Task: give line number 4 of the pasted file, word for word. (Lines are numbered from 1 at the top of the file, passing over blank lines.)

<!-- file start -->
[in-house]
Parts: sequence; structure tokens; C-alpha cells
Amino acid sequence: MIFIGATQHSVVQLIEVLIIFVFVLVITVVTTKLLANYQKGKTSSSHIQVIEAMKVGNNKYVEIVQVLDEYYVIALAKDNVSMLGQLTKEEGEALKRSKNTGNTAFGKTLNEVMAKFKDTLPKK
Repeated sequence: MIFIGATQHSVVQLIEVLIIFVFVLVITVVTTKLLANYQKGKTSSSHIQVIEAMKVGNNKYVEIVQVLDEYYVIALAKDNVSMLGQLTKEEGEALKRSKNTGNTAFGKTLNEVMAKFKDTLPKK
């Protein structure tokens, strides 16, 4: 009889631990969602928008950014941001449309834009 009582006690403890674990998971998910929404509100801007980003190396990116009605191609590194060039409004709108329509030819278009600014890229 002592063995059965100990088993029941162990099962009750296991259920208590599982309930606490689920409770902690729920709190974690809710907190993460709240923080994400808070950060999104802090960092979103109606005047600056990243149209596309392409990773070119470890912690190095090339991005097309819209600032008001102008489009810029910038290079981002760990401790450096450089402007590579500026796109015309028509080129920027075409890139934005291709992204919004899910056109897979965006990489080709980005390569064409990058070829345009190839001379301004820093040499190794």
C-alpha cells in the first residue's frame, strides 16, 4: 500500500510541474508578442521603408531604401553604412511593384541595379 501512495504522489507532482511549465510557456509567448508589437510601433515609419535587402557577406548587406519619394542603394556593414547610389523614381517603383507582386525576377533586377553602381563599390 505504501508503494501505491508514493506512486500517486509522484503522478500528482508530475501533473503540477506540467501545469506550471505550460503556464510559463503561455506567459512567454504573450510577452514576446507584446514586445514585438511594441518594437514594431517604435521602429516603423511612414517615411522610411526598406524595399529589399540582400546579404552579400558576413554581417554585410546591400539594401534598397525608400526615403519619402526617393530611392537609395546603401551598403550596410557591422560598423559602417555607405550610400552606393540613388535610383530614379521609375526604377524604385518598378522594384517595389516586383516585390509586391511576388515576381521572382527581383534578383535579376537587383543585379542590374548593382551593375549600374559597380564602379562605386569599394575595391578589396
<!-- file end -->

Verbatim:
Repeated sequence: MIFIGATQHSVVQLIEVLIIFVFVLVITVVTTKLLANYQKGKTSSSHIQVIEAMKVGNNKYVEIVQVLDEYYVIALAKDNVSMLGQLTKEEGEALKRSKNTGNTAFGKTLNEVMAKFKDTLPKK